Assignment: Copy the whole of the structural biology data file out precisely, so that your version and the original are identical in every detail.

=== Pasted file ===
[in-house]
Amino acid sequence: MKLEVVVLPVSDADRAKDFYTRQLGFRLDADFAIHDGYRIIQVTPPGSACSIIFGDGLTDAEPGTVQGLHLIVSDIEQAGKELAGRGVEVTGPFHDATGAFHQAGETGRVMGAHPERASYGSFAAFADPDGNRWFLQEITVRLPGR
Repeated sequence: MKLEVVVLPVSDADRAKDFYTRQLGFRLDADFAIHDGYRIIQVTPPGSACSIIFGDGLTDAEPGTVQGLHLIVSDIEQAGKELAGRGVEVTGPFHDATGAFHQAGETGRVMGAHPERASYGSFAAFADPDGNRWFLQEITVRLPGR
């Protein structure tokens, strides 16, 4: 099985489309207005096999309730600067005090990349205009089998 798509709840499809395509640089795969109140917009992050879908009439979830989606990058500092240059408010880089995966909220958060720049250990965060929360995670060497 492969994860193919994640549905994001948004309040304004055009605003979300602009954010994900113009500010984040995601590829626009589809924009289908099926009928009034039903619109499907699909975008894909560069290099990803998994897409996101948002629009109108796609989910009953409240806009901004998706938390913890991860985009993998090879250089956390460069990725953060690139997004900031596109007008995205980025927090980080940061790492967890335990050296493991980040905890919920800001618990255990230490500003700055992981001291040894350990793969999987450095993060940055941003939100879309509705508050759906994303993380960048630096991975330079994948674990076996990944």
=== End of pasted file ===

[in-house]
Amino acid sequence: MKLEVVVLPVSDADRAKDFYTRQLGFRLDADFAIHDGYRIIQVTPPGSACSIIFGDGLTDAEPGTVQGLHLIVSDIEQAGKELAGRGVEVTGPFHDATGAFHQAGETGRVMGAHPERASYGSFAAFADPDGNRWFLQEITVRLPGR
Repeated sequence: MKLEVVVLPVSDADRAKDFYTRQLGFRLDADFAIHDGYRIIQVTPPGSACSIIFGDGLTDAEPGTVQGLHLIVSDIEQAGKELAGRGVEVTGPFHDATGAFHQAGETGRVMGAHPERASYGSFAAFADPDGNRWFLQEITVRLPGR
């Protein structure tokens, strides 16, 4: 099985489309207005096999309730600067005090990349205009089998 798509709840499809395509640089795969109140917009992050879908009439979830989606990058500092240059408010880089995966909220958060720049250990965060929360995670060497 492969994860193919994640549905994001948004309040304004055009605003979300602009954010994900113009500010984040995601590829626009589809924009289908099926009928009034039903619109499907699909975008894909560069290099990803998994897409996101948002629009109108796609989910009953409240806009901004998706938390913890991860985009993998090879250089956390460069990725953060690139997004900031596109007008995205980025927090980080940061790492967890335990050296493991980040905890919920800001618990255990230490500003700055992981001291040894350990793969999987450095993060940055941003939100879309509705508050759906994303993380960048630096991975330079994948674990076996990944």